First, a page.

TM Krishna: Tamil Nadu is no longer a land of rationality, but of lawlessness
People of Tamil Nadu built governance centered on social justice, but over the past few years it has changed. TN has transformed into a lawless land, where citizens are trampled by a corrupt system
Without doubt, the people of Tamil Nadu have led the way in building governance centered on social justice. Periyar and the Dravida movement created a vocal and ethically assertive society. We were a land where reason and rationality had challenged superstition, hidebound orthodoxy and became a land of debate and listening. Tamil Nadu was a place where the marginalised could raise their voice, fight the battle for equity with courage and be heard. Despite all the failures and imperfections of successive governments, the people of Tamil Nadu for long believed that they belonged to a robust and socially responsible society.
Unfortunately, over the past few years this has changed. We have transformed into a lawless land where the police can, with impunity cull down fellow citizens. I have been proud to call myself a resident of Tamil Nadu. Today, I search for that pride in me and search and search again and am yet to find it. I am even more disturbed by the justifications that some of us Tamils are sharing on the World Wide Web for the brutal massacre of thirteen people.
This is indeed one of the gloomiest times in our state’s history. The residents of Thoothukudi who included fisherfolk, farmers, people running small businesses, old men and women and young boys and girls were angry and upset simply because they had been repeatedly let down by their governments. They were trampled upon, duped and tricked at every stage while an utterly corrupt system enjoyed the benefits of big money and unlimited power.
In Kodaikanal, the International Corporate Giant Unilever took more than a decade to compensate its workers who were all affected by mercury poisoning. Even now the company refuses to clean up the soil as per international standards displaying what can only be termed as ’environmental racism’. And unfortunately the Tamil Nadu Pollution Control Board is in cahoots with them
Now, the Government of Tamil Nadu has closed the factory and cancelled the land allotment for Sterlite’s proposed expansion. But we cannot be sure if these orders will stand judicial scrutiny. Are they just face-savers, that give Sterlite wiggle room in a few months? Nevertheless, people had to die for the government’s arm to be twisted into action. Otherwise things would have just gone on as always. Weak local orders would have been violated by the company on a daily basis, activists would have continued to battle it out through RTI’s and judicial appeals, while the locals screamed and cried for attention.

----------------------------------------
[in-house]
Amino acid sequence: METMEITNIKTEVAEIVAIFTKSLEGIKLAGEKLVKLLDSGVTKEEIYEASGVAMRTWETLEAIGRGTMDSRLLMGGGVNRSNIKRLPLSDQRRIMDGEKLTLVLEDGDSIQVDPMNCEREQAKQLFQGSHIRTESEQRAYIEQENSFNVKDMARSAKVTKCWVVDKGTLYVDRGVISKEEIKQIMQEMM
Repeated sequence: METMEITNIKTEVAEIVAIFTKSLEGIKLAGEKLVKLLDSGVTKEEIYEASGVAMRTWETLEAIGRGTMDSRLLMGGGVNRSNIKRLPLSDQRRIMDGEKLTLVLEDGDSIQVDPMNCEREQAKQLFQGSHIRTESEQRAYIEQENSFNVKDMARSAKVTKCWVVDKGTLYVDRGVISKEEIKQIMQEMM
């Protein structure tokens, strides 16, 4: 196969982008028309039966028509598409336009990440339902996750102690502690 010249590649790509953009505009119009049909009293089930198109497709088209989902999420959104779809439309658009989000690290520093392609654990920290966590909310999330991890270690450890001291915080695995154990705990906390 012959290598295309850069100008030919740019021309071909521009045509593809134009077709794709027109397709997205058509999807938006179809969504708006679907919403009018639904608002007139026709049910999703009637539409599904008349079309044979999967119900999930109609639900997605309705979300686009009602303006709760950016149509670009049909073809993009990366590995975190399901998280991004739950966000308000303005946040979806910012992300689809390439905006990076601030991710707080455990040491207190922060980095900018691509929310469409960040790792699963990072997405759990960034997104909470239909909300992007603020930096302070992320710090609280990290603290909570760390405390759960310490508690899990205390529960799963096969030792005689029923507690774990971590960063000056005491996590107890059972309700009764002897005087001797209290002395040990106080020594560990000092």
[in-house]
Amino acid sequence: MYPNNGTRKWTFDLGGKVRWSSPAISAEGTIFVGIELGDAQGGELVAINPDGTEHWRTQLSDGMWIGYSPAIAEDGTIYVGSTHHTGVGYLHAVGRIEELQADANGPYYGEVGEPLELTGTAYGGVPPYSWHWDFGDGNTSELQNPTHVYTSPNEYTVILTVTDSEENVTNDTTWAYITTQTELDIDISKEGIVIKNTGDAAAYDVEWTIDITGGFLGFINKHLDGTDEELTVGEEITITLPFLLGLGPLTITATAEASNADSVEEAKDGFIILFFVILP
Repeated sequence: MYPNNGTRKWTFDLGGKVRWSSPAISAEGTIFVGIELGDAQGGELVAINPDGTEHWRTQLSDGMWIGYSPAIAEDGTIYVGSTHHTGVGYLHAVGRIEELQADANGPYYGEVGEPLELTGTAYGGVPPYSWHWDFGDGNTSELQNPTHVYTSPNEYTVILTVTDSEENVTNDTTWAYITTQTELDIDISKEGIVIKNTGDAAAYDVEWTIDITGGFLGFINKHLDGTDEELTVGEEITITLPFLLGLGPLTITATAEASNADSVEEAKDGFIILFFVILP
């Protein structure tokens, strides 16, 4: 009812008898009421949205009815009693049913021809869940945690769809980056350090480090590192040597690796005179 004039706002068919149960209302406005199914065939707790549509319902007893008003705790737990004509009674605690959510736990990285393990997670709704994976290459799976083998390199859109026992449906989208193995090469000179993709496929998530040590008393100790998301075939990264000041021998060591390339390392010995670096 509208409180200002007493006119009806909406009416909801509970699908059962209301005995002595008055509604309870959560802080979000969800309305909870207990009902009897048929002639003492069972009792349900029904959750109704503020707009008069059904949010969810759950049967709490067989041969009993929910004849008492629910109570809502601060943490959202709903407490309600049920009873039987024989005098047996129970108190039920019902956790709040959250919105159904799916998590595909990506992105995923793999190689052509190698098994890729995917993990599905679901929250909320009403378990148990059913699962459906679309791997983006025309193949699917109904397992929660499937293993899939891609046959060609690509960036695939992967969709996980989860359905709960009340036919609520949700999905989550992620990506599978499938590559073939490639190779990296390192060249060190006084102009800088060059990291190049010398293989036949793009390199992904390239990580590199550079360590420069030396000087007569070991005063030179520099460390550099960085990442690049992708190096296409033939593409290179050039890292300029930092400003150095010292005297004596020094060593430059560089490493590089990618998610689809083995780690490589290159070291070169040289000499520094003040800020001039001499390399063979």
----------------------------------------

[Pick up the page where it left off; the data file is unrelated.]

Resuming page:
None of this should surprise us. Repeatedly state governments have treated environmental issues with scant respect. To the politicians and the bureaucracy, environmental activists are a nuisance factor, who they claim are stalling development. In reality, they are just annoyed that their pockets cannot be filled without trouble. All this talk of creating an equitable society seems fake when we have consistently allowed big businesses and governmental agencies to do as they please in the name of job creation and development. The corporate-government nexus is one status quo that every political party in Tamil Nadu has maintained with joy.
Whether it is Koodankulam, Neduvasal, Kodaikanal, Ennore or the emerging flash points in Cheyyur and Uppur, the government and we the socially powerful have rarely cared. In all these cases, those who are affected are fisherfolk or farmers. Their voices have little reach and hence their struggles do not matter. In Ennore (suburb of Chennai), the Kosasthalayar River has been decimated, a way of life destroyed and connected health issues rampant, yet activists have had to constantly and creatively fight to bridle government agencies and keep larger society interested. Even residents of Chennai who were directly impacted by the floods in 2015 and at that time flaunted their neighbourly nature have not bothered for the poor who live in and around Ennore, surrounded by thermal power plants and the stench ridden Kodungaiyur dump yard.